Finally, most banks require you to verify that all the information on your loan application is still true before they disburse the loan. If your business has suffered a significant financial downturn that may affect your borrowing ability, avoid the temptation to keep it quiet.
"It's generally in the bank's interest to work out a solution," Wills says. "In the majority of cases, we'll still offer the loan."
If you believe your business can't keep each of the outlined promises, contact your loan officer for clarification or modification of the language. Remember that all the loan documents are tied together, in that breaching a single promise is enough for the bank to declare your loan in default.
The promissory note details the principal and interest amounts owed and when payments are due, and it outlines the events that would allow the bank to declare your loan in default. While failing to make timely payments is an obvious cause for default, there are other circumstances that allow the bank to declare a default on your loan. Knowing (and perhaps negotiating) the provisions of default ahead of time will help protect your credit record and personal assets.
Look for "cure" language in the default section. A cure provision allows you a certain time period, usually 10 days, to remedy the default after you've been notified by the bank. You may need to ask to have such a provision included; if your loan officer is leery of cure provisions, explain that your primary concern is defaulting accidentally. If a payment gets lost in the mail, for example, and your bank notifies you that you're in default because of the missed payment, a cure provision allows you time to issue a new check to the bank.
Once you understand what constitutes a default, you need to know what the bank can and can't do after declaring a default. It's commonly spelled out in the "bank's rights and remedies" section of the promissory note. Loosely, a "remedy" is defined as the actions the bank may take if you default on your loan. Look for the following:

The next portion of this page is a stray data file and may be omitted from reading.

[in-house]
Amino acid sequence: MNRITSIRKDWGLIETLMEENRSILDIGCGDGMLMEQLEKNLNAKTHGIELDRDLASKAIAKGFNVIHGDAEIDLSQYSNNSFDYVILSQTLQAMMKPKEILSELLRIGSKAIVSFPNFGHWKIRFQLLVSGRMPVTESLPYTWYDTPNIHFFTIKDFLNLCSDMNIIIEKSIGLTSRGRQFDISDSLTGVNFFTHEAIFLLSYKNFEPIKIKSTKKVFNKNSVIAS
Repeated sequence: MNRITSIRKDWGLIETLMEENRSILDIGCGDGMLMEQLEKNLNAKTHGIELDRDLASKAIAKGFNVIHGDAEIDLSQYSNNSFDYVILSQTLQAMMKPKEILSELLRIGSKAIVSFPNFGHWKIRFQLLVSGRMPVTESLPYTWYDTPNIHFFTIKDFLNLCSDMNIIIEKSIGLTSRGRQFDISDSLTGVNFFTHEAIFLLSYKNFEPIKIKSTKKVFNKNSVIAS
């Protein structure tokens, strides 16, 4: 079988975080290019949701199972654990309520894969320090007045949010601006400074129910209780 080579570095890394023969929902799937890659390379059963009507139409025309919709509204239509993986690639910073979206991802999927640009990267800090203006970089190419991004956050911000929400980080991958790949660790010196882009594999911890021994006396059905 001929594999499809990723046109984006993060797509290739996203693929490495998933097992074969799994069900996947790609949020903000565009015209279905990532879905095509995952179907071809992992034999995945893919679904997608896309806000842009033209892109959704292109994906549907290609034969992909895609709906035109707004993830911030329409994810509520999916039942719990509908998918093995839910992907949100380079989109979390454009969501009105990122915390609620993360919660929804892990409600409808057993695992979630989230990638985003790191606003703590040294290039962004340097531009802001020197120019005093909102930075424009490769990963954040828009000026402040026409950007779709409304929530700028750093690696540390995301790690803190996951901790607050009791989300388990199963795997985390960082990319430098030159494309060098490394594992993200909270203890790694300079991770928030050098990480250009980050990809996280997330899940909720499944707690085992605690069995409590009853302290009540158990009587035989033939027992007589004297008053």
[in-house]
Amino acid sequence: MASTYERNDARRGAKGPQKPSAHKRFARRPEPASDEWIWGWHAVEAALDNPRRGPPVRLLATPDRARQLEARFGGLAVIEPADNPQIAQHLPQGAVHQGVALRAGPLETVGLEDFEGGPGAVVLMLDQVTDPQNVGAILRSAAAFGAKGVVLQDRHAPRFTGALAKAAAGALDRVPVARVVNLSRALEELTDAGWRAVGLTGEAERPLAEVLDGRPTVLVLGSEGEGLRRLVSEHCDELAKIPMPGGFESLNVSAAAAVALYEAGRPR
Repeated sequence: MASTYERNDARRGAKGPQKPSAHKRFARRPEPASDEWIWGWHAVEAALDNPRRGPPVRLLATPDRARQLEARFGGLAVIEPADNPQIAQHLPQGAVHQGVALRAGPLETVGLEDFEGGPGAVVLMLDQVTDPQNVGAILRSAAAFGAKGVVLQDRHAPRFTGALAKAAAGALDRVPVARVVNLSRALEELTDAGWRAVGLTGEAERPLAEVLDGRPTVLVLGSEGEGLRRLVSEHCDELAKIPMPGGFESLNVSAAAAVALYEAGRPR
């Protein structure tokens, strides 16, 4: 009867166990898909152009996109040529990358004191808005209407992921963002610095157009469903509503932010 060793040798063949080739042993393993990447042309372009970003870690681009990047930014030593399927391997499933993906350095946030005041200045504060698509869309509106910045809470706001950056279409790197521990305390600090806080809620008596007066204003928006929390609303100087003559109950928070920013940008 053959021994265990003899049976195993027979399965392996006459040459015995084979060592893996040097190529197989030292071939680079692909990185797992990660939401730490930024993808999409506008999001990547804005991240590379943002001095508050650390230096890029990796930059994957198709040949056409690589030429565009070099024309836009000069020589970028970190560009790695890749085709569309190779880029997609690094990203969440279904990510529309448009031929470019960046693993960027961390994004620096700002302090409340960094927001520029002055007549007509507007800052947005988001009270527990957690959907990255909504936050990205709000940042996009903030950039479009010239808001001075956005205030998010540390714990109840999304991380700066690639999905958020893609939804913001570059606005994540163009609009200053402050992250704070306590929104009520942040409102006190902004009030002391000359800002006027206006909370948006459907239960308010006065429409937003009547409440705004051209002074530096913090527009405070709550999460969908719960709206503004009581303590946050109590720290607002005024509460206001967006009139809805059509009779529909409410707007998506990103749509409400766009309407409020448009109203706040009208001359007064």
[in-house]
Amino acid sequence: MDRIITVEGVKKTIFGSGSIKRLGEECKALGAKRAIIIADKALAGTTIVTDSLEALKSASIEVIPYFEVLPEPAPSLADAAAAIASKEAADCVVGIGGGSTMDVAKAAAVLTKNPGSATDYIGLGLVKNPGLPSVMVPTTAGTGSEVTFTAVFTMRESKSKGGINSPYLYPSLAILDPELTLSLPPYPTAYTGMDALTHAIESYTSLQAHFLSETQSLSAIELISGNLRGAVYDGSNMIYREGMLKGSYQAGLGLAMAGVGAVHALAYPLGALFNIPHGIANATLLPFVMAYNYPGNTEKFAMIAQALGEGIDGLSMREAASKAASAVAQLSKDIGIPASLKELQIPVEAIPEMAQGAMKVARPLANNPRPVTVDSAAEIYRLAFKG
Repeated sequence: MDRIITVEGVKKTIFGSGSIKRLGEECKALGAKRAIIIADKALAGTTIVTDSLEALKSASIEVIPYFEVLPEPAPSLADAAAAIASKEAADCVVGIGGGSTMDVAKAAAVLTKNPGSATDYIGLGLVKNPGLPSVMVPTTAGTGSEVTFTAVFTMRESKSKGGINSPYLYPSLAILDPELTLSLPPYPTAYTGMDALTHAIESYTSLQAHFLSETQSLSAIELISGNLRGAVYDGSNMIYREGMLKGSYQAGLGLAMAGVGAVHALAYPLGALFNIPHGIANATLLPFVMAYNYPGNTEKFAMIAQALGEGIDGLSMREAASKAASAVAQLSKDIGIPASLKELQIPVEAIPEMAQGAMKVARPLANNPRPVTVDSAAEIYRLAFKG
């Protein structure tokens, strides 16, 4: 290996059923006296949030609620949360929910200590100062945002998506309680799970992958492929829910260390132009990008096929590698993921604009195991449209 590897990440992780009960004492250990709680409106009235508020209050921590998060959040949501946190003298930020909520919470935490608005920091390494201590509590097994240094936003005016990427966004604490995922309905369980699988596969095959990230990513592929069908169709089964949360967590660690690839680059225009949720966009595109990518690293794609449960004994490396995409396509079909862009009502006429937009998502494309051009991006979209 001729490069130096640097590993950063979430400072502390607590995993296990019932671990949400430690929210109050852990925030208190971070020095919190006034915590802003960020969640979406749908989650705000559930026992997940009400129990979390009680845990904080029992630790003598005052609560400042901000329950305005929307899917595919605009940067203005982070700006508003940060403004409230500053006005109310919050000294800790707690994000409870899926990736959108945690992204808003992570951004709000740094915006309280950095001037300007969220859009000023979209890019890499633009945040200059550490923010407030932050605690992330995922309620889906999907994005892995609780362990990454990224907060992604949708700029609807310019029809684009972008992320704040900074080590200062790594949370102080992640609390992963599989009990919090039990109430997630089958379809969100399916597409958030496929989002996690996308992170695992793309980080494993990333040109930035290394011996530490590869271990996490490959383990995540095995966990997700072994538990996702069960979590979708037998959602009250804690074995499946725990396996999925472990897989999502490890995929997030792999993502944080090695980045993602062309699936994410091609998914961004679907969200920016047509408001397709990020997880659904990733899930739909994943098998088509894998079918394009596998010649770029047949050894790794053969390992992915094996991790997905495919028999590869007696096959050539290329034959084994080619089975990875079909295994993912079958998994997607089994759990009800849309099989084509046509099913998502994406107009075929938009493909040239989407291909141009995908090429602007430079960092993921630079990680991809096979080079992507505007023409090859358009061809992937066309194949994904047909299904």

* Security interest. The promissory note usually contains a provision, commonly known as security interest, that protects the bank's interest in your collateral. The language of the security interest will generally be focused around your particular type of business and the specific collateral covered. For example, if you own a business that requires you to purchase equipment with your loan, the bank will take a security interest in that equipment. If you stop making payments--or default in any way--the bank has the right to seize the equipment and sell it to satisfy your payment obligations.
Most loan documents also include a bank's security interest in your inventory, accounts receivable and even future contract rights. Be on the lookout for language that grants the bank a security interest in "hereafter acquired" equipment or inventory. Banks often want you to give them a security interest in any equipment or inventory you buy, even after the proceeds of the loan are distributed. This could affect your business's ability to finance equipment or inventory in the future, so urge your loan officer to restrict the bank's security interest to property you already own.